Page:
The Marshall Annex was an ever-changing fixture of the UMass campus for many years before it was eventually demolished in 2006. Originally, the building stood as a barracks building at Westover Field, an Air Force base in Chicopee, Massachusetts. The barracks were built as temporary structures for the newly established base in 1940. After World War II, however, the base no longer saw the need for the temporary barracks, and tore them down. Simultaneously, UMass was experiencing a dramatic increase in enrollment due to the influx of veterans returning home. Therefore, in 1947 one of the demolished barracks was transported to the UMass campus and reassembled on North Pleasant Street to serve as additional lab space for Marshall Hall. Much like its original purpose as an Air Force barracks, the Annex was only meant to provide temporary space for classes until permanent structures could be built. However, the make-shift Marshall Annex stood for 59 years after it was first delivered to campus. It was originally used as a lab station, and later on served as an art building; home to metal-working, wood, and art studios. The images show a view of the exterior of the Annex, and an oil painting of the interior of Marshall Annex when it was used as studio and classroom space. Pang-Chieh Hsu, an MFA student in the UMass art department finished his painting Plaster Classroom in 2002.
While many students and professors harbored an affection for the quirky, historic building, there was some resentment over the dilapidated nature of Marshall Annex. John Townsend, an art professor who worked in the building, complained that an experiment on quails once performed in the Annex left the building “smelling like a chicken coop” for ten years. The bitterness came to a head when the building’s neighbor, the Foundry Building, was destroyed in a fire in 2003. Like the Marshall Annex, the Foundry Building was used for welding and metal-work, and was also a dry, wooden structure with only local alarms and no sprinkler system. Art professors and students began to fear that a similar disaster could happen in the Marshall Annex, creating a demand for modern facilities for the Art Department. Norman Philips, a retired art professor, stated: “The Art Department was always clamoring for a new building. I think it’s obvious the Art Department got the dregs.”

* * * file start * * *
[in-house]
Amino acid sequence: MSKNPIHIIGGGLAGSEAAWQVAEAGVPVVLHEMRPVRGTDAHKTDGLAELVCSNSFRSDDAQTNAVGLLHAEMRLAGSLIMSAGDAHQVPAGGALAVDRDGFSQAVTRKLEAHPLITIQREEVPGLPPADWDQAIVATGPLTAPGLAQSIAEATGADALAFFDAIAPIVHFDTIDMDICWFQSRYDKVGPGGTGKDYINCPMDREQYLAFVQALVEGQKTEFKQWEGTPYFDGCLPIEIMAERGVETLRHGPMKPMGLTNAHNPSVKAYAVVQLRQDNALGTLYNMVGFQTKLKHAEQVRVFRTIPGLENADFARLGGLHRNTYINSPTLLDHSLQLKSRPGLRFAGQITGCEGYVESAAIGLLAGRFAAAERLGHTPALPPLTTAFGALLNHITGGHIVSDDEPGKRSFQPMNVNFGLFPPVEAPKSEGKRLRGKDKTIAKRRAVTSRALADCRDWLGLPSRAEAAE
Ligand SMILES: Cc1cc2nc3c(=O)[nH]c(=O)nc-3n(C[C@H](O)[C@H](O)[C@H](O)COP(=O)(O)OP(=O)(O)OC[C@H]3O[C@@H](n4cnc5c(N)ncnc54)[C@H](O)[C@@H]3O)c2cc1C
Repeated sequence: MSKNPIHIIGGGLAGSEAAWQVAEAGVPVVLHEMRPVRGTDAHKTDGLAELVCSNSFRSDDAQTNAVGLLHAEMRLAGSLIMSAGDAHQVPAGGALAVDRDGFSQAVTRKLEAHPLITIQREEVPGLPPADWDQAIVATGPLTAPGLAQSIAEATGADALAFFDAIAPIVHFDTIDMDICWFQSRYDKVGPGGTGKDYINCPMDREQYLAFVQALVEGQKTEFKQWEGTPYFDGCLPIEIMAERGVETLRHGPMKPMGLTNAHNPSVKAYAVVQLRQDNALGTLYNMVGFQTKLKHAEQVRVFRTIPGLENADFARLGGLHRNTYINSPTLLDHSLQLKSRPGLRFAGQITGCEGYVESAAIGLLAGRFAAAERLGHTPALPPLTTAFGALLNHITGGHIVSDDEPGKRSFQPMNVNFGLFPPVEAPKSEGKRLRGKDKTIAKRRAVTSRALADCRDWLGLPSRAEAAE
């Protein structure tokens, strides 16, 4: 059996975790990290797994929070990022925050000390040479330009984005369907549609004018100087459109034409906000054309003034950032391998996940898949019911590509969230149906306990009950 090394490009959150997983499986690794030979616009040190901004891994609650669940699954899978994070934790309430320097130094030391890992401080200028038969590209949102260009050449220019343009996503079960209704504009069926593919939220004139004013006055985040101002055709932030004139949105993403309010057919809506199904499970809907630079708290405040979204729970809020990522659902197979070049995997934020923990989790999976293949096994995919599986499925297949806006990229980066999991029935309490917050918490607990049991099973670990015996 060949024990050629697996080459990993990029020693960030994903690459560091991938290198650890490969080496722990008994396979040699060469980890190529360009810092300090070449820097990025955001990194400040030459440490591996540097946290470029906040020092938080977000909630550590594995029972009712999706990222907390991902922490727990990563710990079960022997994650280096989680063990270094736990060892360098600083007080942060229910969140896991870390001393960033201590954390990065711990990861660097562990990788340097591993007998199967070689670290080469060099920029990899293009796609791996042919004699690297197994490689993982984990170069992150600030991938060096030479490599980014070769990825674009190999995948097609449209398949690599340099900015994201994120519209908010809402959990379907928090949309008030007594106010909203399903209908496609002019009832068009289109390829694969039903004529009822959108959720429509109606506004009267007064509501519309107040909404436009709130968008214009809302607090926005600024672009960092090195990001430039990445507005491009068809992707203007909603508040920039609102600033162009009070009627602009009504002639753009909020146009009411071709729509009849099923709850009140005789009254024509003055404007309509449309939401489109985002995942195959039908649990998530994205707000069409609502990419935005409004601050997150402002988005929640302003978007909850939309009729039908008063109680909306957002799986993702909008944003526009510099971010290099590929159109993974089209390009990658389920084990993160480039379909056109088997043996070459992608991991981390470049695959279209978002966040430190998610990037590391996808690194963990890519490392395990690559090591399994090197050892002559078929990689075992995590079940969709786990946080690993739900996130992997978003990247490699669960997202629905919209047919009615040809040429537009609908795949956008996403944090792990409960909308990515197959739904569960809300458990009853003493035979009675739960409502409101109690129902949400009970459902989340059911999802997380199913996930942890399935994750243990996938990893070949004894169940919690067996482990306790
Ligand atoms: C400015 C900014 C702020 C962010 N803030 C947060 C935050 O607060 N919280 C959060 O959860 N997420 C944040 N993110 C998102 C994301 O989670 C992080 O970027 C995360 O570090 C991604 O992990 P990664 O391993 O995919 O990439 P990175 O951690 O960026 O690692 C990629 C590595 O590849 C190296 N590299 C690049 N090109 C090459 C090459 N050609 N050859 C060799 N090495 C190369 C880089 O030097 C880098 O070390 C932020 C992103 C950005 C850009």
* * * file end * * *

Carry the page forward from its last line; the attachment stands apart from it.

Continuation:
Indeed, by the early 2000’s the Marshall Annex was in rough repair. The building was scheduled to be torn down in 2002 after an electrical fire, however the Art Department requested a delay in the demolition until another location could be found for the art and metal studios. Instead, the university sent a contractor to update the antique wiring. Though much of the wiring was brought up to code, wiring in some classrooms remained unmodified. Soon after, however, a new art building was finally promised to the department. This building was named the Studio Arts Building and was completed in 2008.
On September 6, 2006 the Marshall Annex was at last demolished. Ironically, though the Art Department had been advocating for a new building for years, the university tore the building down to make way for the 114.5 million dollar Integrated Sciences Building included under the same plan as the Studio Arts Building. However, just as the Air Force barracks was reborn as the Marshall Annex, the building was given new life in the Integrated Sciences Building. The contractors were able to recycle 100% of the steel from the Marshall Annex in the construction of the Integrated Sciences Building, which still stands on North Pleasant Street as a subtle homage to the old barracks and the Marshall Annex.
Hsu, Pang-Chieg, Plaster Classroom, oil on panel, 24" x 23," 2002. http://www.umassmag.com/postcards/postcardw2k3_ad.html
- Date Added
- November 30, 2012
- North Pleasant Street
- Item Type
- Still Image
- “Marshall Annex,” Lost UMass, accessed April 24, 2017, http://lostumass.omeka.net/items/show/63.